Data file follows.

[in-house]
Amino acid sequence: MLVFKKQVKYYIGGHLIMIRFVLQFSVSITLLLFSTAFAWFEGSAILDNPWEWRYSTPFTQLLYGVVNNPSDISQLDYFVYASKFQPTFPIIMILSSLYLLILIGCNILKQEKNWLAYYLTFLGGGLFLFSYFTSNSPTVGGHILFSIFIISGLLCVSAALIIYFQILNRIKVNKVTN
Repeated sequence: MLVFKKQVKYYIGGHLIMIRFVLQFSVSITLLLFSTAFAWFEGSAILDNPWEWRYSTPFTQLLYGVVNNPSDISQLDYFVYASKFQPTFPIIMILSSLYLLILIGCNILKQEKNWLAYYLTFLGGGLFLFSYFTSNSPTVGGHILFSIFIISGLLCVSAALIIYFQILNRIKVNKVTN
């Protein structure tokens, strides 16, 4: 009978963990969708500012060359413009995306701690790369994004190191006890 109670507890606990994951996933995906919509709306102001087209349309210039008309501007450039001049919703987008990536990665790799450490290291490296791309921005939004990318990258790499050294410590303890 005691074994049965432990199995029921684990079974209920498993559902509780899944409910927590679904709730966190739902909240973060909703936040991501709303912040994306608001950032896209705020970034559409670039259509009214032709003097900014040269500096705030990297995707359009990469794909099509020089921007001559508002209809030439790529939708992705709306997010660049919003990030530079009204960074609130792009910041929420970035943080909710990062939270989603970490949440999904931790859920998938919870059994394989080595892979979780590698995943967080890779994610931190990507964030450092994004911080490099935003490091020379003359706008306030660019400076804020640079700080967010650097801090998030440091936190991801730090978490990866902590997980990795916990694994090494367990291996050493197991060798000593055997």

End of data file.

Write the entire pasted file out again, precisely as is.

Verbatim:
[in-house]
Amino acid sequence: MLVFKKQVKYYIGGHLIMIRFVLQFSVSITLLLFSTAFAWFEGSAILDNPWEWRYSTPFTQLLYGVVNNPSDISQLDYFVYASKFQPTFPIIMILSSLYLLILIGCNILKQEKNWLAYYLTFLGGGLFLFSYFTSNSPTVGGHILFSIFIISGLLCVSAALIIYFQILNRIKVNKVTN
Repeated sequence: MLVFKKQVKYYIGGHLIMIRFVLQFSVSITLLLFSTAFAWFEGSAILDNPWEWRYSTPFTQLLYGVVNNPSDISQLDYFVYASKFQPTFPIIMILSSLYLLILIGCNILKQEKNWLAYYLTFLGGGLFLFSYFTSNSPTVGGHILFSIFIISGLLCVSAALIIYFQILNRIKVNKVTN
């Protein structure tokens, strides 16, 4: 009978963990969708500012060359413009995306701690790369994004190191006890 109670507890606990994951996933995906919509709306102001087209349309210039008309501007450039001049919703987008990536990665790799450490290291490296791309921005939004990318990258790499050294410590303890 005691074994049965432990199995029921684990079974209920498993559902509780899944409910927590679904709730966190739902909240973060909703936040991501709303912040994306608001950032896209705020970034559409670039259509009214032709003097900014040269500096705030990297995707359009990469794909099509020089921007001559508002209809030439790529939708992705709306997010660049919003990030530079009204960074609130792009910041929420970035943080909710990062939270989603970490949440999904931790859920998938919870059994394989080595892979979780590698995943967080890779994610931190990507964030450092994004911080490099935003490091020379003359706008306030660019400076804020640079700080967010650097801090998030440091936190991801730090978490990866902590997980990795916990694994090494367990291996050493197991060798000593055997």